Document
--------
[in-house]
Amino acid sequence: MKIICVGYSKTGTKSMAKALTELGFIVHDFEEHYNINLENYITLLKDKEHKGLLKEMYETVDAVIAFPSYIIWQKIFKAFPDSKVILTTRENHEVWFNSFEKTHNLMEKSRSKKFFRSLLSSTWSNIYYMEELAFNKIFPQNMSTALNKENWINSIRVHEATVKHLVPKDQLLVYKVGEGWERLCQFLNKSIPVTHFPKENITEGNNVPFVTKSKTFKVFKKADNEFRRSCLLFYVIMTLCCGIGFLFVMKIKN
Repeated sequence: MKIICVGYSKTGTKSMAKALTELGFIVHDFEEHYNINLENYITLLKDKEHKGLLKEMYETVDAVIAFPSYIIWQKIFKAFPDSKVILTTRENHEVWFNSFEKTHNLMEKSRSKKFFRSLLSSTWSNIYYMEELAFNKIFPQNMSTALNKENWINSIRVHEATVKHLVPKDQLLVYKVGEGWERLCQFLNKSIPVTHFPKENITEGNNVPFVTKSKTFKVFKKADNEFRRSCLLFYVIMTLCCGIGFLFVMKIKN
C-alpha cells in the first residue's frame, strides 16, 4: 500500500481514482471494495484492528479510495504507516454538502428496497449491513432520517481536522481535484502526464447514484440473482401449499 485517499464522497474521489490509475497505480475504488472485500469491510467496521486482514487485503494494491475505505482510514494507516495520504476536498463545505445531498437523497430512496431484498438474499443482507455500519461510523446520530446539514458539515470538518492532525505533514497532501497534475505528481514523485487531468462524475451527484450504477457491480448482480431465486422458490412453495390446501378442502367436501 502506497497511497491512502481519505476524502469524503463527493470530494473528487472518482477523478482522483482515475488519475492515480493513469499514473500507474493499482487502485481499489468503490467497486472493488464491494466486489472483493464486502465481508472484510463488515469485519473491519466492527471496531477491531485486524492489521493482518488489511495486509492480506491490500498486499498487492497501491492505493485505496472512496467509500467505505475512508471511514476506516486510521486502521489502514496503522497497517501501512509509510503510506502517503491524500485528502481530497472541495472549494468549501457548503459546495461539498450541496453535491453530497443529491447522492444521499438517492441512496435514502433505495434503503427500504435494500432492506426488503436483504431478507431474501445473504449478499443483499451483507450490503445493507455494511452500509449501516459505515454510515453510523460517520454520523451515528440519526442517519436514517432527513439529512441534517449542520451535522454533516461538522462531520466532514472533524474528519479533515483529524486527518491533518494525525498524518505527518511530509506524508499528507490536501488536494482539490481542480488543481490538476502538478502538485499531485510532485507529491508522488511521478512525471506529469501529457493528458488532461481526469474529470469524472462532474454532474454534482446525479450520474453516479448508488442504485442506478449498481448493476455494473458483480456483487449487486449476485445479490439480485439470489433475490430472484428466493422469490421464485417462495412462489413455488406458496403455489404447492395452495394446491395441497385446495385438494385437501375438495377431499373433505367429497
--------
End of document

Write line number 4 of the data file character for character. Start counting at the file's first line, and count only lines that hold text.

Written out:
C-alpha cells in the first residue's frame, strides 16, 4: 500500500481514482471494495484492528479510495504507516454538502428496497449491513432520517481536522481535484502526464447514484440473482401449499 485517499464522497474521489490509475497505480475504488472485500469491510467496521486482514487485503494494491475505505482510514494507516495520504476536498463545505445531498437523497430512496431484498438474499443482507455500519461510523446520530446539514458539515470538518492532525505533514497532501497534475505528481514523485487531468462524475451527484450504477457491480448482480431465486422458490412453495390446501378442502367436501 502506497497511497491512502481519505476524502469524503463527493470530494473528487472518482477523478482522483482515475488519475492515480493513469499514473500507474493499482487502485481499489468503490467497486472493488464491494466486489472483493464486502465481508472484510463488515469485519473491519466492527471496531477491531485486524492489521493482518488489511495486509492480506491490500498486499498487492497501491492505493485505496472512496467509500467505505475512508471511514476506516486510521486502521489502514496503522497497517501501512509509510503510506502517503491524500485528502481530497472541495472549494468549501457548503459546495461539498450541496453535491453530497443529491447522492444521499438517492441512496435514502433505495434503503427500504435494500432492506426488503436483504431478507431474501445473504449478499443483499451483507450490503445493507455494511452500509449501516459505515454510515453510523460517520454520523451515528440519526442517519436514517432527513439529512441534517449542520451535522454533516461538522462531520466532514472533524474528519479533515483529524486527518491533518494525525498524518505527518511530509506524508499528507490536501488536494482539490481542480488543481490538476502538478502538485499531485510532485507529491508522488511521478512525471506529469501529457493528458488532461481526469474529470469524472462532474454532474454534482446525479450520474453516479448508488442504485442506478449498481448493476455494473458483480456483487449487486449476485445479490439480485439470489433475490430472484428466493422469490421464485417462495412462489413455488406458496403455489404447492395452495394446491395441497385446495385438494385437501375438495377431499373433505367429497